The U.S. Mint makes billions of new one-cent coins every year—more than any other denomination. But the penny costs more than its face value to produce.
Like my graduate school advisor Greg Mankiw, I am for the abolition of the penny. This Wall Street Journal article gives good reasons why. If you hit the paywall, googling the title like this jumps over it.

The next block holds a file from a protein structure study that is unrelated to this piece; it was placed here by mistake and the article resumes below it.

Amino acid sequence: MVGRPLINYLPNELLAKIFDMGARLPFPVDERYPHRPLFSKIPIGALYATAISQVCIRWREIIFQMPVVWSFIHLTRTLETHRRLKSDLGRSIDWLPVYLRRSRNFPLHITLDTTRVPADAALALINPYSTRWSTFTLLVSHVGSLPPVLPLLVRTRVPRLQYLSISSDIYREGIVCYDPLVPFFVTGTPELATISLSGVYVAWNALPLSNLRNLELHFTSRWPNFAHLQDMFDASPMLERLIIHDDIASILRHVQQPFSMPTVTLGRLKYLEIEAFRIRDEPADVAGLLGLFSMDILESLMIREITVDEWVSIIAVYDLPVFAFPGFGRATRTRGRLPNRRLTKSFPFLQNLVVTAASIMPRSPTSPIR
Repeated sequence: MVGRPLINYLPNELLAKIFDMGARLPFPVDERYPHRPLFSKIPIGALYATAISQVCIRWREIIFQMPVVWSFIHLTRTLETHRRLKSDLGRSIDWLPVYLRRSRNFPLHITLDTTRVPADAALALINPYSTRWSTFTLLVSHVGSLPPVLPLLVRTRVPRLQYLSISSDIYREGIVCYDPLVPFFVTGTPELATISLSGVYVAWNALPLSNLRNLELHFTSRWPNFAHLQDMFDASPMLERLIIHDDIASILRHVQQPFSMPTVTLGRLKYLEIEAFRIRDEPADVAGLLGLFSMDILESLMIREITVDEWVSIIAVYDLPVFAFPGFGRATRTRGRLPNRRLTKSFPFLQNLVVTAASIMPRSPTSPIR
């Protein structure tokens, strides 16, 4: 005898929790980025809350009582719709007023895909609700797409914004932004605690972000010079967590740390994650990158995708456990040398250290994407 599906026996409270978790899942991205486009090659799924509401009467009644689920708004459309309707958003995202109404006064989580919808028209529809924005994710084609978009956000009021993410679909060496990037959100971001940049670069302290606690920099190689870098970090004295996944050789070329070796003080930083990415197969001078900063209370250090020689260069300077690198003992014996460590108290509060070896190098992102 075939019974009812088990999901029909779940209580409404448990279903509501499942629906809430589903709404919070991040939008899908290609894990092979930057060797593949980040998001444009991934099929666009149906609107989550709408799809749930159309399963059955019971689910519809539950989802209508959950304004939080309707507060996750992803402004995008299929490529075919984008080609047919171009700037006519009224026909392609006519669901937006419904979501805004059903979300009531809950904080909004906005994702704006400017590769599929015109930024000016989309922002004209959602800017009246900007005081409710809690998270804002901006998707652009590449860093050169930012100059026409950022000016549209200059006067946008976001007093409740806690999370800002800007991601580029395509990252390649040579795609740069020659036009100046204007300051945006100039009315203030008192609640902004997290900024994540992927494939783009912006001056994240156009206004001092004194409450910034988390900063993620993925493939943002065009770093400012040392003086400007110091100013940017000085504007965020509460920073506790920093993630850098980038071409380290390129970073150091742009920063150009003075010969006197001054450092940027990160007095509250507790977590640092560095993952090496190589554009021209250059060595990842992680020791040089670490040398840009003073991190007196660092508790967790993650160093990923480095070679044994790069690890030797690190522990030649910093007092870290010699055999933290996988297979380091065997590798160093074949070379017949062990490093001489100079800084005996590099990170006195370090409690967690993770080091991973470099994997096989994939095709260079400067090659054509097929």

The problem with pennies isn’t just the cost of producing them, it is the extra time it takes to handle them. My former student Ed Knotek provides some evidence that there are costs to non-round transaction amounts in this paper. (There is no problem with individual items having non-round prices, if the total transaction amount rounded off. Ed’s evidence is that items that are often purchased individually, rather than as part of a basket, often are given round prices. Establishing that it is legally OK to round off transactions amounts to the nearest or next nickel is what getting rid of the penny is all about.)